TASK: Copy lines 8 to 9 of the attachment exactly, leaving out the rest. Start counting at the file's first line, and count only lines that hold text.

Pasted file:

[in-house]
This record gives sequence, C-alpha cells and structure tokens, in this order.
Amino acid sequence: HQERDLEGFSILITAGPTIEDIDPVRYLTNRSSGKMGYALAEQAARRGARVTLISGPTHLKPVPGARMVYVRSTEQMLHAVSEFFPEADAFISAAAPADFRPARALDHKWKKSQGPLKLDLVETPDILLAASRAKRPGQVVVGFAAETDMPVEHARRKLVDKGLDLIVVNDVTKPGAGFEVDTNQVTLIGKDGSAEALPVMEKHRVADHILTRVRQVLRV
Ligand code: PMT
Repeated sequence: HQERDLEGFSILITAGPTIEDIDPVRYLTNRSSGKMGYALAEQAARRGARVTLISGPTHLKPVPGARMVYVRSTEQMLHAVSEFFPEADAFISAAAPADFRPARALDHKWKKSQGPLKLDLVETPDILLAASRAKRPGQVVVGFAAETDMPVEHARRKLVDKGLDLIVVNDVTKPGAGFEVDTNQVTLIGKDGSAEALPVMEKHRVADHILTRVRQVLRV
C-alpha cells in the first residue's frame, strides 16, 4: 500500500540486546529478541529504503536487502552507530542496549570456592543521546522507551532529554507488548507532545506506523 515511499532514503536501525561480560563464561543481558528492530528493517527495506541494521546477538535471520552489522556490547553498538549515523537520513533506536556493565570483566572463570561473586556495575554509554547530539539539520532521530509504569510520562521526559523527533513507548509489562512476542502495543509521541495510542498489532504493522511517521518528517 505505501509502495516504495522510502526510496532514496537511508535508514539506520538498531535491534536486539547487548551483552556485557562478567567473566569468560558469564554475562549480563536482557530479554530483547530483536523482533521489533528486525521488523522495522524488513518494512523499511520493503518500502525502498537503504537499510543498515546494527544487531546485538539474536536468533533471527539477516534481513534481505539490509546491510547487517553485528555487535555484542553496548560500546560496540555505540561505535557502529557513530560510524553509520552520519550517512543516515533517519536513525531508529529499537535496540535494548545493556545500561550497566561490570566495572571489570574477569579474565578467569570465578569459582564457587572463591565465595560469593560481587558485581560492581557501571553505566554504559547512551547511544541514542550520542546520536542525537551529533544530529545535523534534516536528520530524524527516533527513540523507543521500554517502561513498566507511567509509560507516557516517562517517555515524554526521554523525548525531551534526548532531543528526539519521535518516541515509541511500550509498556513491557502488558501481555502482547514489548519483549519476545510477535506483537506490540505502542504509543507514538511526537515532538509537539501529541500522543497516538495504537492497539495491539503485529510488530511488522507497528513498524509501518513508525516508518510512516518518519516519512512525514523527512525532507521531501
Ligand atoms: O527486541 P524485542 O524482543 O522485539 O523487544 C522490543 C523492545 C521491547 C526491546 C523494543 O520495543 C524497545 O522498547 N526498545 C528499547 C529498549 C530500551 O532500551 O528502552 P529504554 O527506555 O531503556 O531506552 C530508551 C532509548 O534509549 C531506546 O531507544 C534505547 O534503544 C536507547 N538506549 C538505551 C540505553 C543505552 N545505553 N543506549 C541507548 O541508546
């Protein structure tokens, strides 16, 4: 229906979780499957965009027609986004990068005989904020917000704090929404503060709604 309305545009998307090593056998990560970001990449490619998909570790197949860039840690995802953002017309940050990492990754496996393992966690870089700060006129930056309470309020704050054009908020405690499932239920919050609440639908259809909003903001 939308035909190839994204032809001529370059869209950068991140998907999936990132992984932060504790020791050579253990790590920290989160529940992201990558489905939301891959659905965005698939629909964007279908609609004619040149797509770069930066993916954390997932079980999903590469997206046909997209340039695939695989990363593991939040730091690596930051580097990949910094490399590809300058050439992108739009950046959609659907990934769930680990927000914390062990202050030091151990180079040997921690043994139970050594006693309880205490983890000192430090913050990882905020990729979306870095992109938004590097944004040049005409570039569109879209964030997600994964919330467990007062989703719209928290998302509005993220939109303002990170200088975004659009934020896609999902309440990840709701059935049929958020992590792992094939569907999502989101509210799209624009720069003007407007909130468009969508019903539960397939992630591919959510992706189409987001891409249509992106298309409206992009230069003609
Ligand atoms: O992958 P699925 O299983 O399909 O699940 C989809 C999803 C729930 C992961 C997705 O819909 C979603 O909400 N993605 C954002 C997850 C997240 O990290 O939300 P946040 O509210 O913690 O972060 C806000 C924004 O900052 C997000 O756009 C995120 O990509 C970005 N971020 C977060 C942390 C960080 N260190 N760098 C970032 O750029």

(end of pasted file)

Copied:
């Protein structure tokens, strides 16, 4: 229906979780499957965009027609986004990068005989904020917000704090929404503060709604 309305545009998307090593056998990560970001990449490619998909570790197949860039840690995802953002017309940050990492990754496996393992966690870089700060006129930056309470309020704050054009908020405690499932239920919050609440639908259809909003903001 939308035909190839994204032809001529370059869209950068991140998907999936990132992984932060504790020791050579253990790590920290989160529940992201990558489905939301891959659905965005698939629909964007279908609609004619040149797509770069930066993916954390997932079980999903590469997206046909997209340039695939695989990363593991939040730091690596930051580097990949910094490399590809300058050439992108739009950046959609659907990934769930680990927000914390062990202050030091151990180079040997921690043994139970050594006693309880205490983890000192430090913050990882905020990729979306870095992109938004590097944004040049005409570039569109879209964030997600994964919330467990007062989703719209928290998302509005993220939109303002990170200088975004659009934020896609999902309440990840709701059935049929958020992590792992094939569907999502989101509210799209624009720069003007407007909130468009969508019903539960397939992630591919959510992706189409987001891409249509992106298309409206992009230069003609
Ligand atoms: O992958 P699925 O299983 O399909 O699940 C989809 C999803 C729930 C992961 C997705 O819909 C979603 O909400 N993605 C954002 C997850 C997240 O990290 O939300 P946040 O509210 O913690 O972060 C806000 C924004 O900052 C997000 O756009 C995120 O990509 C970005 N971020 C977060 C942390 C960080 N260190 N760098 C970032 O750029």